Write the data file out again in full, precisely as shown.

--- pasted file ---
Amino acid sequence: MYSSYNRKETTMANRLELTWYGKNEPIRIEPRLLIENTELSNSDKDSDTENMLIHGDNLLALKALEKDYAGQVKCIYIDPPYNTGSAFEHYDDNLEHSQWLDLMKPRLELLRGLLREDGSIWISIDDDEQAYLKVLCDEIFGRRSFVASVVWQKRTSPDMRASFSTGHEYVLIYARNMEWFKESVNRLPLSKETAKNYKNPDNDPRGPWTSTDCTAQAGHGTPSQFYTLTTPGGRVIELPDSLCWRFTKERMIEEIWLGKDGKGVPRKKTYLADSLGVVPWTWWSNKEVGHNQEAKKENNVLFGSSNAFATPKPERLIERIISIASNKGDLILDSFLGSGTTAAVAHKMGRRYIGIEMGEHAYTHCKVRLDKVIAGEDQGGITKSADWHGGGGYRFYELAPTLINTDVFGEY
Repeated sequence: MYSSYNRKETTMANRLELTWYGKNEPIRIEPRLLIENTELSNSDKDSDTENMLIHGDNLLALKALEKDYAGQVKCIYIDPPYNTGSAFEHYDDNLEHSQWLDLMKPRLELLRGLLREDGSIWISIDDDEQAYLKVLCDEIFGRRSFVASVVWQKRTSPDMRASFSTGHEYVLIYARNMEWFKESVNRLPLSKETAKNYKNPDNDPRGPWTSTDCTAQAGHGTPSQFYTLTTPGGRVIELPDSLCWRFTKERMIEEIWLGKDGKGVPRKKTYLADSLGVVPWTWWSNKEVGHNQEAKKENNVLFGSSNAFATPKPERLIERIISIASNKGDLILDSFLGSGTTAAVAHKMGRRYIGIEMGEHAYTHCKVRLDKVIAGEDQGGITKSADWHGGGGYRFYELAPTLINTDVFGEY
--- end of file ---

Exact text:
Amino acid sequence: MYSSYNRKETTMANRLELTWYGKNEPIRIEPRLLIENTELSNSDKDSDTENMLIHGDNLLALKALEKDYAGQVKCIYIDPPYNTGSAFEHYDDNLEHSQWLDLMKPRLELLRGLLREDGSIWISIDDDEQAYLKVLCDEIFGRRSFVASVVWQKRTSPDMRASFSTGHEYVLIYARNMEWFKESVNRLPLSKETAKNYKNPDNDPRGPWTSTDCTAQAGHGTPSQFYTLTTPGGRVIELPDSLCWRFTKERMIEEIWLGKDGKGVPRKKTYLADSLGVVPWTWWSNKEVGHNQEAKKENNVLFGSSNAFATPKPERLIERIISIASNKGDLILDSFLGSGTTAAVAHKMGRRYIGIEMGEHAYTHCKVRLDKVIAGEDQGGITKSADWHGGGGYRFYELAPTLINTDVFGEY
Repeated sequence: MYSSYNRKETTMANRLELTWYGKNEPIRIEPRLLIENTELSNSDKDSDTENMLIHGDNLLALKALEKDYAGQVKCIYIDPPYNTGSAFEHYDDNLEHSQWLDLMKPRLELLRGLLREDGSIWISIDDDEQAYLKVLCDEIFGRRSFVASVVWQKRTSPDMRASFSTGHEYVLIYARNMEWFKESVNRLPLSKETAKNYKNPDNDPRGPWTSTDCTAQAGHGTPSQFYTLTTPGGRVIELPDSLCWRFTKERMIEEIWLGKDGKGVPRKKTYLADSLGVVPWTWWSNKEVGHNQEAKKENNVLFGSSNAFATPKPERLIERIISIASNKGDLILDSFLGSGTTAAVAHKMGRRYIGIEMGEHAYTHCKVRLDKVIAGEDQGGITKSADWHGGGGYRFYELAPTLINTDVFGEY